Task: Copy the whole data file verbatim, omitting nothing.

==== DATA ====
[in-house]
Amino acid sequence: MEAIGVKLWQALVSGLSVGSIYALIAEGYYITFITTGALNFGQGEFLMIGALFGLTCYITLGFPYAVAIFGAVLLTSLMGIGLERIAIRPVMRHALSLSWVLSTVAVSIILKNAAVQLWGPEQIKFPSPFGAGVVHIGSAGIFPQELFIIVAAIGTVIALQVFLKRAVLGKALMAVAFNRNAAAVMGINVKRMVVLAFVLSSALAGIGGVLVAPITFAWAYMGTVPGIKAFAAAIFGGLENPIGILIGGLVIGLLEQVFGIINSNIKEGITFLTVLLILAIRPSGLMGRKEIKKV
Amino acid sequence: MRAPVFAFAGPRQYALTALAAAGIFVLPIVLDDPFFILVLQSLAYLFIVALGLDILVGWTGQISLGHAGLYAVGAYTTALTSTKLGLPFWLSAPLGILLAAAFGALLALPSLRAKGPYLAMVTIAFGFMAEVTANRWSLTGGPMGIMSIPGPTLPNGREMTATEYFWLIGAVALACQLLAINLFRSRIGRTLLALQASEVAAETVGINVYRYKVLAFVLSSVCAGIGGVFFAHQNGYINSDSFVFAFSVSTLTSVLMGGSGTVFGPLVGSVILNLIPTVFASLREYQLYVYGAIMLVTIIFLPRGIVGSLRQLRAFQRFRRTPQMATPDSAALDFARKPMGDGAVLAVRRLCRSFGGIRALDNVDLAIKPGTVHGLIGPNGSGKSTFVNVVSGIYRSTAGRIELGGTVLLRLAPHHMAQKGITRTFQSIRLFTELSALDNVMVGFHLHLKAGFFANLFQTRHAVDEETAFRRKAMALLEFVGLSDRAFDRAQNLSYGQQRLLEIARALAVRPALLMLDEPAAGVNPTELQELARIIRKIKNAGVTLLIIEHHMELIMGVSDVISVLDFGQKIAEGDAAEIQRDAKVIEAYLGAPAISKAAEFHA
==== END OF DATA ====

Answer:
[in-house]
Amino acid sequence: MEAIGVKLWQALVSGLSVGSIYALIAEGYYITFITTGALNFGQGEFLMIGALFGLTCYITLGFPYAVAIFGAVLLTSLMGIGLERIAIRPVMRHALSLSWVLSTVAVSIILKNAAVQLWGPEQIKFPSPFGAGVVHIGSAGIFPQELFIIVAAIGTVIALQVFLKRAVLGKALMAVAFNRNAAAVMGINVKRMVVLAFVLSSALAGIGGVLVAPITFAWAYMGTVPGIKAFAAAIFGGLENPIGILIGGLVIGLLEQVFGIINSNIKEGITFLTVLLILAIRPSGLMGRKEIKKV
Amino acid sequence: MRAPVFAFAGPRQYALTALAAAGIFVLPIVLDDPFFILVLQSLAYLFIVALGLDILVGWTGQISLGHAGLYAVGAYTTALTSTKLGLPFWLSAPLGILLAAAFGALLALPSLRAKGPYLAMVTIAFGFMAEVTANRWSLTGGPMGIMSIPGPTLPNGREMTATEYFWLIGAVALACQLLAINLFRSRIGRTLLALQASEVAAETVGINVYRYKVLAFVLSSVCAGIGGVFFAHQNGYINSDSFVFAFSVSTLTSVLMGGSGTVFGPLVGSVILNLIPTVFASLREYQLYVYGAIMLVTIIFLPRGIVGSLRQLRAFQRFRRTPQMATPDSAALDFARKPMGDGAVLAVRRLCRSFGGIRALDNVDLAIKPGTVHGLIGPNGSGKSTFVNVVSGIYRSTAGRIELGGTVLLRLAPHHMAQKGITRTFQSIRLFTELSALDNVMVGFHLHLKAGFFANLFQTRHAVDEETAFRRKAMALLEFVGLSDRAFDRAQNLSYGQQRLLEIARALAVRPALLMLDEPAAGVNPTELQELARIIRKIKNAGVTLLIIEHHMELIMGVSDVISVLDFGQKIAEGDAAEIQRDAKVIEAYLGAPAISKAAEFHA